My kids and I have a song that we sing often which I am sure you are familiar with… “Don’t Worry, Be Happy.”
That was my man, Bobby McFerrin, who released that tune in September of my freshman year in college.
Maddie loves the beginning and picks up after I sing (I know, bad visual) “Here’s a little song that I wrote, you might want to say it note for note…”
In reality, worry is not always bad when done right.
Bobby was right in the sense that when we get stuck on the constant barrage of uncontrollable issues the result is wasted time and an elevated level of stress which seems to put us in a downward spiral. This will leave us beaten down, emotionally wounded, and could eventually lead to exhaustion.
Again, I am digging into the facts and research of our friend Ocean Palmer, aka Ted Simendinger.
Worry can inspire us to take action, attack new challenges, and to take our game to the next level. When we utilize a filtration process to police our thoughts, that allows us to focus on the concerns that truly deserve and need our time and emotional energy.
The best part about this is… it is a learned behavior and you are never too old or too young to work on this part of your game and improve.
I challenge you to take some time for yourself and to write down every single worry that you have right now. This is part of being disciplined in building out a filtering process which will help us to decide what worries we need to pay attention to.
Maybe this will help.
Identify any worries you have in each of these six categories: Individual, Familial, Social, Environmental, Work/Career, and Money.
Now, the next step in this exercise is to trim the fat and figure out what deserves our time and energy.
Label each worry using these three types:
· Things we can control – the only thing in life we can control are our thoughts, feelings, and behaviors, For something to be in our control we have to be able to remedy it by our behavior.
· Things we can influence (but not control) – this occurs when there is a portion of the worry we can control but the resolution is beyond our ability to solve. These are labeled uncontrollable because the stresses cannot be fixed directly by our actions.
· Things we can’t influence or control – When we worry about things outside of our control we dwell on them to the worst possible extreme. We trade logic and confidence for uncertainty and panic. This makes absolutely no sense, especially since the worst-case scenario hardly ever comes to fruition.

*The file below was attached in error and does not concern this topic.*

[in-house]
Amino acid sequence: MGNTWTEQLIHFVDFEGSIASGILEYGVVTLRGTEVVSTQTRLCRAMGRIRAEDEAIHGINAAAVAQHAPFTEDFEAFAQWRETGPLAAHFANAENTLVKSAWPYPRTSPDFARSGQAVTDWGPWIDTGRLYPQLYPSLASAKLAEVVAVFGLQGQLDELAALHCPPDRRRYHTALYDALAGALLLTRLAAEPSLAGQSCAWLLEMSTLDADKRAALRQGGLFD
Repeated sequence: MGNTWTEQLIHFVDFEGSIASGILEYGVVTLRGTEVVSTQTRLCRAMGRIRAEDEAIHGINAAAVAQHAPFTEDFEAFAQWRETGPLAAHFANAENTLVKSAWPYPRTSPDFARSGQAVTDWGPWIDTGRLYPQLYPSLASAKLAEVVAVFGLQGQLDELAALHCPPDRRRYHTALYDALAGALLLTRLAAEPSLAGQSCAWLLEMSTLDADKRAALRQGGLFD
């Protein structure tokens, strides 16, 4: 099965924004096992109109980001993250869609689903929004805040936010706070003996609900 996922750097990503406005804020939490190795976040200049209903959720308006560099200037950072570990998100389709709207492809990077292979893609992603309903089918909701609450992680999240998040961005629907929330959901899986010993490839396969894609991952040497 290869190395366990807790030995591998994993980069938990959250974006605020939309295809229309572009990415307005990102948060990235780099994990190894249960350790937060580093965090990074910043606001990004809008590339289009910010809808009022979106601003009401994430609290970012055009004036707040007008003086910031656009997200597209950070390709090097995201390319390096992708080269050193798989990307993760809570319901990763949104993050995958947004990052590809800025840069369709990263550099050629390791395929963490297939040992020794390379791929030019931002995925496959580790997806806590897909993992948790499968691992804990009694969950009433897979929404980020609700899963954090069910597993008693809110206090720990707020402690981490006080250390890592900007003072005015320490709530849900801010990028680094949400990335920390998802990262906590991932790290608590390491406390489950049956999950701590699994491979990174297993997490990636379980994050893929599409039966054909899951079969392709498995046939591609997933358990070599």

So, now that you have labeled each of your worries cross off the ones that you can do nothing about. Literally, get rid of them.
Don’t put them off to the side or in the back of your mind. Get completely rid of them and clear space for your disciplined thoughts wrapped around things that we can do something about.
The only worries you keep are the ones that fall into the first category, “Things we can control.”
Remember, people who are strong and centered have a strong command of their worries. They only think about what they can remedy which allows them to operate from a position of confidence.
With discipline, you can own the worries which you control and block out the rest. With command of your worries, you will be able to get off the emotional roller coaster and consistently be the face and voice your team needs.
The Reality of the Situation
Great leaders and performers have this amazing ability to be present and completely locked into the moment. They do not have the time or energy to worry about things that are inconsequential and insignificant in pursuit of their objectives.
In other words….what is it we are working toward and where does this worry, this situation, fit into the grand scheme of things.
This is a deeper conversation for another time and I believe it ties into our conversation about worries. Why… because the better job we do at eliminating unnecessary distractions and the more dialed in we are the more energy we have to lead and make significant decisions, and to do both of those with a confidence that pours into every member of our team.
This was originally published as a weekly newsletter from Ed Molitor, with The Molitor Group. If you’d like to receive the weekly newsletter, follow this link to subscribe.